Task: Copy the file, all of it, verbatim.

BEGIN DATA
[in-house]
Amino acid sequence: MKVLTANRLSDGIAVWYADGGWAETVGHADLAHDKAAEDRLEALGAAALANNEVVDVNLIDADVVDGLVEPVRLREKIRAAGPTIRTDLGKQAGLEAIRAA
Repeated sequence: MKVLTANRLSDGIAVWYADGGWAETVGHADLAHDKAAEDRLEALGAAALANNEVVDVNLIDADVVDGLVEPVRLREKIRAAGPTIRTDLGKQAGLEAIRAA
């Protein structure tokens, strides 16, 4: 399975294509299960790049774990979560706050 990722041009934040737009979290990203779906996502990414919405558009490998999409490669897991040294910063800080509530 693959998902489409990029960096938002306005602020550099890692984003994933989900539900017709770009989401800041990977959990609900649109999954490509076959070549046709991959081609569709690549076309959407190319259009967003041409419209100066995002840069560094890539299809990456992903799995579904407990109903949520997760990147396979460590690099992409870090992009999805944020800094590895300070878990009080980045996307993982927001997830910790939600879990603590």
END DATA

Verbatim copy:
[in-house]
Amino acid sequence: MKVLTANRLSDGIAVWYADGGWAETVGHADLAHDKAAEDRLEALGAAALANNEVVDVNLIDADVVDGLVEPVRLREKIRAAGPTIRTDLGKQAGLEAIRAA
Repeated sequence: MKVLTANRLSDGIAVWYADGGWAETVGHADLAHDKAAEDRLEALGAAALANNEVVDVNLIDADVVDGLVEPVRLREKIRAAGPTIRTDLGKQAGLEAIRAA
């Protein structure tokens, strides 16, 4: 399975294509299960790049774990979560706050 990722041009934040737009979290990203779906996502990414919405558009490998999409490669897991040294910063800080509530 693959998902489409990029960096938002306005602020550099890692984003994933989900539900017709770009989401800041990977959990609900649109999954490509076959070549046709991959081609569709690549076309959407190319259009967003041409419209100066995002840069560094890539299809990456992903799995579904407990109903949520997760990147396979460590690099992409870090992009999805944020800094590895300070878990009080980045996307993982927001997830910790939600879990603590």